What’s your passion? Mine is math and science education. As a volunteer I support the efforts of the Kilby Foundation (www.Kilby.org), IEEE (www.IEEE.org) and Sci-Tech (www.mindstretchingfun.org) In my local
If you want to have a productive workforce, everyone needs to have certain skills. These are skills like communication skills which include listening, questioning and people skills. Are those skills unique to women? No. Both men and women use these same skills. If both genders need the same skills, why should a program be delivered to just one gender? That’s what I thought.
There will always be people who have misconceptions and preconceived ideas at work. What can you do about them? Management can set expectations for performance, but the reality is that you can’t change other people. You can only change yourself. What you can do is change how you respond to these types of situations. I learned this when I had to work for a male manager who was very uncomfortable supervising a female. I was the first female professional he supervised.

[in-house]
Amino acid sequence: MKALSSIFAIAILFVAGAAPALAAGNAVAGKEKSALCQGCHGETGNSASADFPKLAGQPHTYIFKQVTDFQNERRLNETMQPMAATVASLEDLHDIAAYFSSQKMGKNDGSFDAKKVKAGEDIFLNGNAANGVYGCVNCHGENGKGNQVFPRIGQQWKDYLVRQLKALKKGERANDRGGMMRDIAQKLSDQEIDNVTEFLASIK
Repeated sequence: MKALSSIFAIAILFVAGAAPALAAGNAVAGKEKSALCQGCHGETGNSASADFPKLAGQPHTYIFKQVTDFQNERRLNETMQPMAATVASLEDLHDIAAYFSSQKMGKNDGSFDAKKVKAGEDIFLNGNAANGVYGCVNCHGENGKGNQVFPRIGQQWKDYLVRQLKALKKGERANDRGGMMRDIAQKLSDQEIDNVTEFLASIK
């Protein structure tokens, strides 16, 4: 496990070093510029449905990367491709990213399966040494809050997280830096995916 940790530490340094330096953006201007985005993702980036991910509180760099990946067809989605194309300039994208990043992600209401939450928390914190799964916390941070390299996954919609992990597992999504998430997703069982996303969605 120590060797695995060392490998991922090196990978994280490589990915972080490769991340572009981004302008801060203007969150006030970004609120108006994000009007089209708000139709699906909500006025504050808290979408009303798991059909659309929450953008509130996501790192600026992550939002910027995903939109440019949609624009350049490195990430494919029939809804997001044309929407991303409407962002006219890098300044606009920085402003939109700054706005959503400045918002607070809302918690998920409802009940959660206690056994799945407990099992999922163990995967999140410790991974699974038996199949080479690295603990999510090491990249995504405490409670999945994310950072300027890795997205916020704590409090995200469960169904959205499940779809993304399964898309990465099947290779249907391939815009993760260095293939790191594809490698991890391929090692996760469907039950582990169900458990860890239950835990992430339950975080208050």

At our first meeting this experienced manager stammered trying to pick a topic to make small talk. He was at a loss to figure out which small-talk topics would engage a female. What did I do? Did I tell him to treat me like one of the guys? No. What I did was figure out what he would feel comfortable talking about. He was a car buff. We talked car repair (which I was familiar with since I worked on my own car.) There was no way I was going to get him immediately comfortable supervising a female, but I could get him comfortable supervising another engineer who happens to be female. That was not too far a stretch for him. And that’s what I did.
What’s so interesting is that in a recent Harvard Business Review article, “How Star Women Build Portable Skills,” the author, Boris Groysberg, discusses the research that shows that star performers who are stock analysts often falter when they move to new companies. He found that when a star switches companies, not only does his performance plunge, but so does the market value of his new company. There was one exception—women. Why? Women had to create their own tracks for success because they couldn’t rely on penetrating the good old boy network that was at their company. Instead, they networked with their customers and created closer customer relationships which served them well when they moved.
What’s this have to do with my decision to not isolate women engineers? I realized that both men and women engineers need the same skills. They have to work together, too. As in the Harvard study, I expect both genders to learn from the program and implement what they learn differently. And wouldn’t it be nice if like the Harvard results, the women did better.